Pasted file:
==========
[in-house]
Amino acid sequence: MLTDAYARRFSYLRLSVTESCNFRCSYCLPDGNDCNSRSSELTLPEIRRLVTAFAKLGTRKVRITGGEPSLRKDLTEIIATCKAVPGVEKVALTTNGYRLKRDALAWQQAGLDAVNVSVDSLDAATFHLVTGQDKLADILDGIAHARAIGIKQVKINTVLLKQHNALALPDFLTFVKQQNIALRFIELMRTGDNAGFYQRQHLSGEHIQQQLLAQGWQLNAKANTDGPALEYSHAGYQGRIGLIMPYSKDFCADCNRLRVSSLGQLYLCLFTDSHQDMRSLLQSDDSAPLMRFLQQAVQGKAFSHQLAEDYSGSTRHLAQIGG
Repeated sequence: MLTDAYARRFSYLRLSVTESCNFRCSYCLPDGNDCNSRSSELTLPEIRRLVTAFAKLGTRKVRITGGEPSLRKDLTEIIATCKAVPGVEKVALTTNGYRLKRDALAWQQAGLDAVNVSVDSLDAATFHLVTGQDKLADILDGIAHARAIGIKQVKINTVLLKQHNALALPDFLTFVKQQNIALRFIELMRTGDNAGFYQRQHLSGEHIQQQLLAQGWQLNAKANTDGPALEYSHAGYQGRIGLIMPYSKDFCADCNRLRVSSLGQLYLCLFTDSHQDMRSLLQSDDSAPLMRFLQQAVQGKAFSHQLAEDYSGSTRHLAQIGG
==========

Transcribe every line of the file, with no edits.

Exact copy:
[in-house]
Amino acid sequence: MLTDAYARRFSYLRLSVTESCNFRCSYCLPDGNDCNSRSSELTLPEIRRLVTAFAKLGTRKVRITGGEPSLRKDLTEIIATCKAVPGVEKVALTTNGYRLKRDALAWQQAGLDAVNVSVDSLDAATFHLVTGQDKLADILDGIAHARAIGIKQVKINTVLLKQHNALALPDFLTFVKQQNIALRFIELMRTGDNAGFYQRQHLSGEHIQQQLLAQGWQLNAKANTDGPALEYSHAGYQGRIGLIMPYSKDFCADCNRLRVSSLGQLYLCLFTDSHQDMRSLLQSDDSAPLMRFLQQAVQGKAFSHQLAEDYSGSTRHLAQIGG
Repeated sequence: MLTDAYARRFSYLRLSVTESCNFRCSYCLPDGNDCNSRSSELTLPEIRRLVTAFAKLGTRKVRITGGEPSLRKDLTEIIATCKAVPGVEKVALTTNGYRLKRDALAWQQAGLDAVNVSVDSLDAATFHLVTGQDKLADILDGIAHARAIGIKQVKINTVLLKQHNALALPDFLTFVKQQNIALRFIELMRTGDNAGFYQRQHLSGEHIQQQLLAQGWQLNAKANTDGPALEYSHAGYQGRIGLIMPYSKDFCADCNRLRVSSLGQLYLCLFTDSHQDMRSLLQSDDSAPLMRFLQQAVQGKAFSHQLAEDYSGSTRHLAQIGG